Slant: It’s ... surprising to think that this hugely popular and highly influential update of Howard Hawks’s classic Scarface met with howls of criticism when it was originally released. Remaking a Hawks film may have seemed sacrilegious at the time, but this Scarface remake is vastly superior to the majority of recent updates of classic films and TV shows. Instead of an actor, director, and screenwriter working on autopilot, Scarface has the impressive filmmaking triumvirate of De Palma, Stone, and Pacino. This combination of talent in front of and behind the camera must have had the executives at Universal eagerly anticipating another Godfather-style epic; a tasteful and sober examination of organised crime and the Miami cocaine business, and a film that would bring in big bucks and gain critical kudos. The result, though, wasn’t a subtle dissection of gangster life, but the equivalent of a bloodstained and bullet-riddled body, with De Palma and his crew ripping the guts out of the gangster movie and leaving the result on the operating table for all to see.

More Roger Ebert: "Scarface" is an example of Brian De Palma in overdrive mode. Like Tony Montana, he isn't interested in small gestures and subtle emotions. His best films are expansive, passionate, stylized and cheerfully excessive, and yet he has never caved in to the demand for routine action thrillers. Even his failures ("Snake Eyes") are at least ambitious. There is a mind at work in a De Palma picture, an idea behind the style, never a feeling of indifferent vulgarity. His most recent film, "Femme Fatale" (2002), was one of his best, an elegant and deceptive story based on the theft of a dress made of diamonds, which is stolen from the women wearing it during the opening night at the Cannes Film Festival. That the movie was not more successful is an indictment of the impatience of today's audiences, who want to be assaulted, not seduced.

A film like "Scarface" is more to their liking, which accounts for the film's enduring popularity, even in an edited-for-TV version that emasculates it. The movie has a headlong energy, hurtling toward its grand guignol climax. The cinematography, by the great John A. Alonzo, gloriously magnifies the icons in Tony's life -- the mansion, the toys, the lifestyle -- and then closes in on small, tight compositions as Tony's world shrinks.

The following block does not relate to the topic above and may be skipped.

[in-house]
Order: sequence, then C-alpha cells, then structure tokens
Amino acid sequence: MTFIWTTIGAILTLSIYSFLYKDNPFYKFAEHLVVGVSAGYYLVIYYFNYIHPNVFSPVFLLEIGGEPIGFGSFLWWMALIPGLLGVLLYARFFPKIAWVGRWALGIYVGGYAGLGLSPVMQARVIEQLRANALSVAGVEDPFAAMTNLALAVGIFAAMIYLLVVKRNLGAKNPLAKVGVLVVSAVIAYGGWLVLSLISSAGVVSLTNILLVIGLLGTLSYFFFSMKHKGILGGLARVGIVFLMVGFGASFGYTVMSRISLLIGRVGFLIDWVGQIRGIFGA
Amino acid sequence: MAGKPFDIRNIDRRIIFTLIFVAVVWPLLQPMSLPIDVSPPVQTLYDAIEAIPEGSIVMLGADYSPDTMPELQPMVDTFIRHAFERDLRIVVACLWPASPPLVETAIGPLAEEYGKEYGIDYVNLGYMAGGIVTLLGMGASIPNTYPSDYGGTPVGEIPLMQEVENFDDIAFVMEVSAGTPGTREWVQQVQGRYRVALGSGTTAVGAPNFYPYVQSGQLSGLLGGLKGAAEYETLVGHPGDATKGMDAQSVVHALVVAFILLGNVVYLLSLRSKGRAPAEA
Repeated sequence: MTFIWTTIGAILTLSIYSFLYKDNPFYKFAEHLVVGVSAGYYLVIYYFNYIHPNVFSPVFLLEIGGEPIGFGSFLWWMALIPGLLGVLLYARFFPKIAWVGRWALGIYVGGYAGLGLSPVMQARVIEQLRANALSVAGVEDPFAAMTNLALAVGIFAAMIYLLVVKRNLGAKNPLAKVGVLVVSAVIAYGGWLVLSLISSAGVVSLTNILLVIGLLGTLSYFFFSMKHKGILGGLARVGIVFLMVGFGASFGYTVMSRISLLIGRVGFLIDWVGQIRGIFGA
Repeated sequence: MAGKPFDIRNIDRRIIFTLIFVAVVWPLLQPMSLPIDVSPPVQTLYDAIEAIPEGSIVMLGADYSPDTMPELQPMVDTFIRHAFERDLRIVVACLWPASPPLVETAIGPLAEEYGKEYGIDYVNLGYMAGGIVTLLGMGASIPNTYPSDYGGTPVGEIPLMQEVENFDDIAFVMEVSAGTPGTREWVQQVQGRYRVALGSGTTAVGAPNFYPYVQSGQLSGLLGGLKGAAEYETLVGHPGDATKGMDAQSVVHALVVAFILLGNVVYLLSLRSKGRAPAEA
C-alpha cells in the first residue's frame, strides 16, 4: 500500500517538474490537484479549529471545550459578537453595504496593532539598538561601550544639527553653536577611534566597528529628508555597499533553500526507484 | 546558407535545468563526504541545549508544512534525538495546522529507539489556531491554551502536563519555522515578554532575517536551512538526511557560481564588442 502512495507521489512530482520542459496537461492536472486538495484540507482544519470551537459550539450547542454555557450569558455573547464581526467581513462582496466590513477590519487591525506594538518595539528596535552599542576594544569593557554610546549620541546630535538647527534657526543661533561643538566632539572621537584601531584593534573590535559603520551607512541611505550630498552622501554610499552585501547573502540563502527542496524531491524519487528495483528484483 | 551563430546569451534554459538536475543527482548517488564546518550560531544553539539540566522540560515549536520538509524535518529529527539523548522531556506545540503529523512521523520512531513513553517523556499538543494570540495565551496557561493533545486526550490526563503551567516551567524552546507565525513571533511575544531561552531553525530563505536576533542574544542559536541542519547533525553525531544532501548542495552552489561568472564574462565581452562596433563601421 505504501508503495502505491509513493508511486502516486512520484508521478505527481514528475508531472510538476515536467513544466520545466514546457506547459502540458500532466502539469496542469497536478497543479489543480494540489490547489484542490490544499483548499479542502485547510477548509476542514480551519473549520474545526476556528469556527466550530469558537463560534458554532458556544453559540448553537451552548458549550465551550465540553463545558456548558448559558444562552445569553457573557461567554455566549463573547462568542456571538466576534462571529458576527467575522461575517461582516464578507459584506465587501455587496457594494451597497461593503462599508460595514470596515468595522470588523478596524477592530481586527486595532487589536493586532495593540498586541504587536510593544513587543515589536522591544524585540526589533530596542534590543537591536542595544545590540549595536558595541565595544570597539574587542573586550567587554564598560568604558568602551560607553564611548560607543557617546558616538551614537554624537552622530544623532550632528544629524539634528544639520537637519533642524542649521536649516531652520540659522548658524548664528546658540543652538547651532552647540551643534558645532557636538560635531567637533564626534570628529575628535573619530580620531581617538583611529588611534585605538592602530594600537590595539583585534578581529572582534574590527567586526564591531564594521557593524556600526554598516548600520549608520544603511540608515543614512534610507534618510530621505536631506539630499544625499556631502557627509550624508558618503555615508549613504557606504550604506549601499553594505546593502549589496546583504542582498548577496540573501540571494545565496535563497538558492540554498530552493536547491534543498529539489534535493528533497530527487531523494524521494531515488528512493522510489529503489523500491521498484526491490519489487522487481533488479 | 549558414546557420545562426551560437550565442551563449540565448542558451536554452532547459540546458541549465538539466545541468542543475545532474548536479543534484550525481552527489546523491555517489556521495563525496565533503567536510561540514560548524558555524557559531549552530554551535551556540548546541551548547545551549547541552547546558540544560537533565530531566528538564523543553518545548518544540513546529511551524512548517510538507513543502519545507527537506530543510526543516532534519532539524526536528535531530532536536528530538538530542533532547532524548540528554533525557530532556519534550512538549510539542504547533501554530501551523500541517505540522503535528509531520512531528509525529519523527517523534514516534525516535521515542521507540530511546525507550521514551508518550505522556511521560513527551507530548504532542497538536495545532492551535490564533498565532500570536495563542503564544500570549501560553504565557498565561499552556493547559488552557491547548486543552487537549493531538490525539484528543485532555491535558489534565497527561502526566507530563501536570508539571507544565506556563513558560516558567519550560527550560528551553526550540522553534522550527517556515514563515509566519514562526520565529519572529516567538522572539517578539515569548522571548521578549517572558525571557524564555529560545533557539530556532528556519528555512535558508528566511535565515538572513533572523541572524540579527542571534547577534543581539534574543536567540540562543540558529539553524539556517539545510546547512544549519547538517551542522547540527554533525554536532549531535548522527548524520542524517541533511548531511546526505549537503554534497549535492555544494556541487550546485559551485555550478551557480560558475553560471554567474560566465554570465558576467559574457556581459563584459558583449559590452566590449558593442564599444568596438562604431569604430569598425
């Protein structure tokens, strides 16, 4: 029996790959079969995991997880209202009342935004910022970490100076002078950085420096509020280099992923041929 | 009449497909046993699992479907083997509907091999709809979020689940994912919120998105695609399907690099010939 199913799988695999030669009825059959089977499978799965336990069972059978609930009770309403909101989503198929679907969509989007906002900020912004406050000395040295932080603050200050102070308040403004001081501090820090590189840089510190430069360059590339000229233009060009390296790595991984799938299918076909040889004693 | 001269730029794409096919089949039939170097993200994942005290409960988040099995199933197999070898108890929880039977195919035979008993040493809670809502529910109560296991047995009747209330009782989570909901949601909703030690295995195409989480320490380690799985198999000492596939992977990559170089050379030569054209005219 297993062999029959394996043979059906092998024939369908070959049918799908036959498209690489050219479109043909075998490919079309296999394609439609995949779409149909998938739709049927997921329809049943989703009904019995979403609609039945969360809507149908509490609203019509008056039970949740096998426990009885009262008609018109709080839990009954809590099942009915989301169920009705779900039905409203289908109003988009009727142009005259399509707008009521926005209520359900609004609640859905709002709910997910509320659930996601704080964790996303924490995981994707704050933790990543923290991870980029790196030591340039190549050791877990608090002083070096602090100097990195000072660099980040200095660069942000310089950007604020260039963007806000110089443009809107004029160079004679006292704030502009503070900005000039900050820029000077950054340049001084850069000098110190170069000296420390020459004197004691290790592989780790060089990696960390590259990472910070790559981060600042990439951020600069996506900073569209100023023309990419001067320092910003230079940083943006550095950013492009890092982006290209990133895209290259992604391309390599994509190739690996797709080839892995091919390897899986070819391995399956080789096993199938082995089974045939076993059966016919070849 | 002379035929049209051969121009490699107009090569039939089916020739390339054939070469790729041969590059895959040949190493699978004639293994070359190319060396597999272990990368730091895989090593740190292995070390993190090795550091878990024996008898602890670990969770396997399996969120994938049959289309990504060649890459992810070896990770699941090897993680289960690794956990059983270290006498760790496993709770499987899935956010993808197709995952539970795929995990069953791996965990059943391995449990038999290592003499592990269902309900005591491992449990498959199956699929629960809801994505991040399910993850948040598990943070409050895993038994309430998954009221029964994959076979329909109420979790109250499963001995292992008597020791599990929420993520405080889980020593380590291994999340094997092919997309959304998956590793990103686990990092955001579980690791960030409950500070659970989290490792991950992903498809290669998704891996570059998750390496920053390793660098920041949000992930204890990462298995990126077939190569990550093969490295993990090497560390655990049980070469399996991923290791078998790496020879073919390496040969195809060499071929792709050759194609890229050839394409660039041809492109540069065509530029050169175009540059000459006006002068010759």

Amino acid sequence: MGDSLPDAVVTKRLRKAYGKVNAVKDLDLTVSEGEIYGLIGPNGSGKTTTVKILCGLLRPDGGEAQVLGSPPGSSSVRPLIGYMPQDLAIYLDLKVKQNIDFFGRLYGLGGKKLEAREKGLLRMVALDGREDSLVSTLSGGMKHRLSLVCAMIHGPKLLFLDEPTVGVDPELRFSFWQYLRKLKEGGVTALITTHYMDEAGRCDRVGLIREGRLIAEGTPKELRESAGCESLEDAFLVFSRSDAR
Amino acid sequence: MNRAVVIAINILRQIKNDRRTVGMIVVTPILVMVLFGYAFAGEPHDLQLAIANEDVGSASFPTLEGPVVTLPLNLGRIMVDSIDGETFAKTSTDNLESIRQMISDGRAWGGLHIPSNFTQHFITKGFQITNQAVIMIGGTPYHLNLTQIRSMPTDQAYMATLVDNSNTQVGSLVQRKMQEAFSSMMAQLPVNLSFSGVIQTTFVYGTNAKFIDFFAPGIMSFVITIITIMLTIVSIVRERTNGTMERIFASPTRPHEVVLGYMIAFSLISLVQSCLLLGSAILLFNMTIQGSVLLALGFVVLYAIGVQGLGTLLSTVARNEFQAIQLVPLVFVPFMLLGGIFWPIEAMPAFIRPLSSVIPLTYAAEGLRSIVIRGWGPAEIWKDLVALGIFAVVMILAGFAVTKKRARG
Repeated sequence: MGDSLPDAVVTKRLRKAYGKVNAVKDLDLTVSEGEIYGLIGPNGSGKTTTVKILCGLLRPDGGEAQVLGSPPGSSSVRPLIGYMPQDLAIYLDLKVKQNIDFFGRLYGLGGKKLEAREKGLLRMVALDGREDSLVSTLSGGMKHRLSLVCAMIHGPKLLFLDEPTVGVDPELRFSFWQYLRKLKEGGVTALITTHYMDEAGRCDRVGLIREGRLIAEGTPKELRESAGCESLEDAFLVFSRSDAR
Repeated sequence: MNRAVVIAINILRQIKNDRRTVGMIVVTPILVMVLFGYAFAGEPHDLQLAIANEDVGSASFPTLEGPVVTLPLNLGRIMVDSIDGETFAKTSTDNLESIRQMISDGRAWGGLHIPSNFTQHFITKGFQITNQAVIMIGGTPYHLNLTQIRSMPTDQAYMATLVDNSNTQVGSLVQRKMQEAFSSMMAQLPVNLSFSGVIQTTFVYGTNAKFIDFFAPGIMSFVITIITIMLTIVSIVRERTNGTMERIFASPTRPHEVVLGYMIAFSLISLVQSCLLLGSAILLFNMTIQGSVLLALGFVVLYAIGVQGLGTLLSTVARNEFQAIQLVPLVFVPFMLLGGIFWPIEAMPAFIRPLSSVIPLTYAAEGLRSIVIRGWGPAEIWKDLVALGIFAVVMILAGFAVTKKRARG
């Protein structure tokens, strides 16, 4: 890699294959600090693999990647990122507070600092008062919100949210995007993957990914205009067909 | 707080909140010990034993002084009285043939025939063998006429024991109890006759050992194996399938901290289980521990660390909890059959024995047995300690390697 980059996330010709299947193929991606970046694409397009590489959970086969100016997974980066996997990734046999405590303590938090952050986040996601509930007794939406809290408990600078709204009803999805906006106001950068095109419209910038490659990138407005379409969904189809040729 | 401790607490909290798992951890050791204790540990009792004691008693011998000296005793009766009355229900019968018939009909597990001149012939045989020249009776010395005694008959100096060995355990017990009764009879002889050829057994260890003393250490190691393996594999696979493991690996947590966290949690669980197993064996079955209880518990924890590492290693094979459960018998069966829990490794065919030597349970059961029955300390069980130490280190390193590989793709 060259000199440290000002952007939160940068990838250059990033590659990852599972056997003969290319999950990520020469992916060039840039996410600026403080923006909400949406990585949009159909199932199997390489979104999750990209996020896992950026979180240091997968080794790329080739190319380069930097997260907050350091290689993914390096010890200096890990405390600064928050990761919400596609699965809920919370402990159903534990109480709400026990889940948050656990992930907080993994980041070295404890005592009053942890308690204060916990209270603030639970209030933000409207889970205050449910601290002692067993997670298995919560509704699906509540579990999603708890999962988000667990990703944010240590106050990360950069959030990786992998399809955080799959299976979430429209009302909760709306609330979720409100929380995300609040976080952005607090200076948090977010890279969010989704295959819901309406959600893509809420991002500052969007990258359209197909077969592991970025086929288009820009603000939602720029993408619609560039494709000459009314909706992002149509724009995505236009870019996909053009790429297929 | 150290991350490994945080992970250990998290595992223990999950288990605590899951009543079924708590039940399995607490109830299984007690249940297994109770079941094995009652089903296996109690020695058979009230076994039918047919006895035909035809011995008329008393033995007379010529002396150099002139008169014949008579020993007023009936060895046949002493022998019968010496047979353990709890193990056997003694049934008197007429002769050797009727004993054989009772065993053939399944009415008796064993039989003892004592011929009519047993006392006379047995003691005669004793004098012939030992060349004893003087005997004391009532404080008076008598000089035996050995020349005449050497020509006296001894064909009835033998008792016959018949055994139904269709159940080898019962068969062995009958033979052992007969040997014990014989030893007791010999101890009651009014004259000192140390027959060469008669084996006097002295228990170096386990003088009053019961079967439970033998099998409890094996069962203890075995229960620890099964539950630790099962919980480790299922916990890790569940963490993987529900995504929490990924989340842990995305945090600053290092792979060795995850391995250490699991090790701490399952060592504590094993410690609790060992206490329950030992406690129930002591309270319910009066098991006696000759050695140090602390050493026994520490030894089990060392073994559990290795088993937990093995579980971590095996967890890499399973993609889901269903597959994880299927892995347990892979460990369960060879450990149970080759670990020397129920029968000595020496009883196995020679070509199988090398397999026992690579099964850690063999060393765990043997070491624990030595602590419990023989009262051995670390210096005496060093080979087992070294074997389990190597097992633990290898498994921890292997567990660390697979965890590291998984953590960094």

Trailer

Streaming on Netflix

Documentary: The Making of Scarface (1983)

Why Scarface's critics were right the first time. It's awful

Revisiting the Controversy Surrounding Scarface

Watch: 36-Minute Discussion Of ‘Scarface’ With Al Pacino, Brian De Palma & Oliver Stone Plus 1983 Behind-The-Scenes Special

Michelle Pfeiffer Endures Bizarre Questions at Scarface Anniversary Event
posted by MoonOrb (6 comments total) 2 users marked this as a favorite
 
And a thousand college dorm posters are launched.
posted by Chrysostom at 7:11 PM on April 25, 2018 [3 favorites]


Probably the most sampled movie in Hip Hop.
posted by rhizome at 7:12 PM on April 25, 2018


I only actually saw this for the first time in the past 5 years or so, way after seeing it parodied in The Simpsons, and in fact I just recently had the inkling to see the 1932 Paul Muni version to compare. This movie just goes and goes.

I saw that Michelle Pfeiffer thing fly across the radar. No good deed goes un-dipshitted.
posted by rhizome at 7:17 PM on April 25, 2018


It is absolutely beyond my ken why this picture's stock has continued to rise. I think it’s a disaster from start to finish.
posted by holborne at 10:09 PM on April 25, 2018


While I have seen this film from start to finish, and found it relatively unremarkable, this film now holds sway in my mind due to a particular incident involving myself, my first child and the chainsaw scene.

When my youngest was a small baby, needing early morning feeds plus comfort, I was in the habit of having the TV on with low volume and sub titles. One evening, my little one had consumed his evening repast, and I was attempting to cuddle him off to sleep. As I did so, I was flicking idly through the channels, and happened to settle idly on Scarface. But not any scene in Scarface, the scene where Al Pacino is caught out of sorts in a hotel room and various chainsaw based mutilations occur.

It was at the exact moment that the chainsaw had started to whirr that my child decided that now was an excellent time to empty the entire contents of his stomach over myself, himself, and the sofa on which we were sitting.

My obvious immediate concern being my child, I patiently carried him over to the changing mat and begun to undress my child (who was beaming up at me, very pleased with himself). I proceeded to redress and clean him. Next of all, I did my best to clean the sofa. Finally, I dealt with myself. Despairing of cleaning my clothes, I simply chose to strip and wandered into the bedroom, nude, to pick up more clothes (briefly confusing my half asleep wife) and return to my perfectly happy trouble maker.

Throughout all of this, having not thought to switch off or even mute the television, this had been accompanied by the shrieks and sighs of a man being torn apart by a chainsaw.
posted by Cannon Fodder at 6:05 AM on April 26, 2018 [7 favorites]


It is absolutely beyond my ken why this picture's stock has continued to rise. I think it’s a disaster from start to finish.

I have to admit I never cared for the film, either. For me, it plays as just a huge, loud, almost satirical, mess, featuring an Italian-American over-playing-to-an-almost-insulting-degree a Cuban. I saw it when it came out and wasn’t impressed. I caught it again recently on tv and, boy howdy, it did not age well at all.
posted by Thorzdad at 1:50 PM on April 26, 2018 [2 favorites]